Tributes pour in for legal ‘powerhouse’ Justice Redhead

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Retired Justice Albert Redhead died on March 4 after a brief period of illness in Antigua, plunging the legal fraternity here and across the Eastern Caribbean into mourning.
Described as a “powerhouse” by many, Justice Redhead has worked at all levels of the judiciary within the region.
Sitting High Court adjudicator Justice Keith Thom said his former colleague was a “legal giant.”
“It is with great sadness I received the news of his passing. He was my mentor and my friend. I recall the days when I appeared before him as a prosecutor. Every day was a learning experience. I sat at the feet of Gamaliel. He was a great teacher and was very helpful to junior counsel. His memory was encyclopaedic. He will be dearly missed. To his wife June and the entire family, my heartfelt condolences at his sad passing,” the judge eulogised.
Justice Thom said he’s happy he was able to express his love and respect directly to Justice Redhead when he was alive.
“I owe everything to this man. He taught me well. I was happy that I was able to tell him how much I loved and respected him and to thank him for all he had done for me. I’m happy that I gave him his flowers then,” he added.
At the High Court yesterday morning a moment’s silence was held in Justice Thom’s courtroom to mark respect for the fallen adjudicator, then the court was adjourned for the day as defence counsel John Fuller was in no condition to continue his case.
Crown Counsel Adlai Smith also reacted emotionally to the passing of Justice Redhead who spent his last years of practice on the bench in Antigua up to 2016, presiding over the criminal court where Smith prosecuted.
“Words really cannot express how saddened I am to hear the passing of such a great legal stalwart in my opinion. The legal profession, justice system, has lost a truly great man. I really don’t know how to come to terms with this,” he told OBSERVER media.
Similar sentiments were expressed by Attorney General Steadroy Benjamin who said Justice Redhead’s work positively impacted the judiciary.
“This is a judge of great repute, high integrity and has made a positive development to Caribbean jurisprudence. His judgments are clear, distinct and logical, and he was always so very approachable and has been very helpful to practitioners who appeared before him,” Benjamin said.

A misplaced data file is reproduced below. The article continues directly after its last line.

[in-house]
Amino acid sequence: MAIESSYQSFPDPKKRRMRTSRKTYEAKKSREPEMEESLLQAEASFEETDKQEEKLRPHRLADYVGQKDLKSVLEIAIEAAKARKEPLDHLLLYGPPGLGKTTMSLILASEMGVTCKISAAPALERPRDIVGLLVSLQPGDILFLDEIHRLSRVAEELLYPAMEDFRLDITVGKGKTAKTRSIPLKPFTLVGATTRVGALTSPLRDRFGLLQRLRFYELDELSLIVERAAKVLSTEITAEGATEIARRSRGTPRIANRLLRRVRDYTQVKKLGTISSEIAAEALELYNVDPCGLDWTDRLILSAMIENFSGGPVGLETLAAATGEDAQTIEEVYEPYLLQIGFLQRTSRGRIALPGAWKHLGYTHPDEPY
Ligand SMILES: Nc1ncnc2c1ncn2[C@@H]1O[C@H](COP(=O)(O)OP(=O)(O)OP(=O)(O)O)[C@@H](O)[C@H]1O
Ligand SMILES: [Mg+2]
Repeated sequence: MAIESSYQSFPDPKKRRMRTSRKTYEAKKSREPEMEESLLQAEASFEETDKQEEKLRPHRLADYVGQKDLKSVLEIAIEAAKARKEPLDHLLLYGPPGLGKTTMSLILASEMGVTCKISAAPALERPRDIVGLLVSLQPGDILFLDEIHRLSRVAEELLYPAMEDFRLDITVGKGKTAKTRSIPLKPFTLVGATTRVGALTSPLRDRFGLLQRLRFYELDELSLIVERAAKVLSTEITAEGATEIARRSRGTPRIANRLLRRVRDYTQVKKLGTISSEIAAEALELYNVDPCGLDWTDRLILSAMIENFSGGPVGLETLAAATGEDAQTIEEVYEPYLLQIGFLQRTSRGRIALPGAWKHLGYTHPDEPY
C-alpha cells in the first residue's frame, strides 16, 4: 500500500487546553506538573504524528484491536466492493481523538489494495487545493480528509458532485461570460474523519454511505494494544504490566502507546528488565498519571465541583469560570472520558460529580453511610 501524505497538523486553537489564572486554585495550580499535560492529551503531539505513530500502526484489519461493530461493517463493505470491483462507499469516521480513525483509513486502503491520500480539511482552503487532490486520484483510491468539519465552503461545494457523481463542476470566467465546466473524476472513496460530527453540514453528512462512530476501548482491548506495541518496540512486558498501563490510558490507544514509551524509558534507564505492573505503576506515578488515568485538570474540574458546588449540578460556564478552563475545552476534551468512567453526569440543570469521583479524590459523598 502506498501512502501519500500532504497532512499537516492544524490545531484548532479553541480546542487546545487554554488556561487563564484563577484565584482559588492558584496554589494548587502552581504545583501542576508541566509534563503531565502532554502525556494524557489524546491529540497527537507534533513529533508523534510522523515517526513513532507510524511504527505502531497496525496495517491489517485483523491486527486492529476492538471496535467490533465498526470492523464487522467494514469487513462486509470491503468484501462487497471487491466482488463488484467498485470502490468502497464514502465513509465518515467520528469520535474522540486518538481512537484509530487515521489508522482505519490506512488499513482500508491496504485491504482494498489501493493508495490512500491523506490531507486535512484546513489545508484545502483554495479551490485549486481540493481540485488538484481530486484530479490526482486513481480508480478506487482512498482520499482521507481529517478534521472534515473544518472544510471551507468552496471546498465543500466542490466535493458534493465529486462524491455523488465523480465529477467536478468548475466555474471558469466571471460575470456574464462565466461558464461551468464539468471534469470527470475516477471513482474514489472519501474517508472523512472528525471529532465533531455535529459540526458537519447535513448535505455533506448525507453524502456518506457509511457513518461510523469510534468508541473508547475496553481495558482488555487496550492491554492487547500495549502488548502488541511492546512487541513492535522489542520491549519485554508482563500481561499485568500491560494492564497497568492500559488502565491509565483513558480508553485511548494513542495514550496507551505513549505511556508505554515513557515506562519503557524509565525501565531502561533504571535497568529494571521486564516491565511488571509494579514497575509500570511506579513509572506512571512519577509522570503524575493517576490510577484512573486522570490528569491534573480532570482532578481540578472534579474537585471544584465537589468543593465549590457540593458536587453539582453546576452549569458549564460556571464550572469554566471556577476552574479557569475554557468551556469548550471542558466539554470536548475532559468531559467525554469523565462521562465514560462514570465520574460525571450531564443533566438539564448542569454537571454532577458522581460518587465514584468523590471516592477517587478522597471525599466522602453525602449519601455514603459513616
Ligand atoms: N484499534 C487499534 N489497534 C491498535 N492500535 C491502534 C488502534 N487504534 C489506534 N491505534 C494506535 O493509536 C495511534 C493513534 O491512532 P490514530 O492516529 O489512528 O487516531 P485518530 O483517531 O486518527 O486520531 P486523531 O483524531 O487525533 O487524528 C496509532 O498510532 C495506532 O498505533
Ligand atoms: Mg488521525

He recalled that the judge guided him in the early years of his career on how to be a better advocate.
Benjamin said he had recently turned to Justice Redhead for assistance in establishing the Criminal Prosecution Service in Antigua since he had done the same for St. Lucia.
“I was hoping to secure his experience in this regard,” the attorney general said, while adding that it is regrettable it would not happen.
Tribute is also being paid by the Organisation of Eastern Caribbean States (OECS) Bar Association which, in a post on its Facebook page, wrote that its members are saddened to learn of the judge’s passing.
“Justice Redhead has been described as a Grenadian powerhouse who served the region with distinction and above self. We at the OECS Bar and the Constituent Bars of the OECS express our deepest sympathies to his wife, Mrs. June Redhead, his children and the rest of his family. May he rest in eternal peace,” the post stated. It was signed by Thaddeus M. Antoine, Esq, President of the OECS Bar.
Redhead began his legal career in the early 1970s after he received a Bachelor of Laws degree from the University of London in 1971. He was called to the bar of England and Wales in 1972 and two years later he moved to Saint Kitts and Nevis where he began working as a Crown Counsel.
In 1975 he became Registrar of the Saint Kitts and Nevis courts and also served as a magistrate of the courts. In 1980 he became the Director of Public Prosecutions for Saint Kitts and Nevis.
His appointment as a High Court Judge of the Eastern Caribbean Supreme Court was made in 1985. In 1997 he became an Appeals Court Judge of the same court. He retired in 2003 but was re-appointed more than once thereafter to act as a judge in the High Court in several countries in the OECS.

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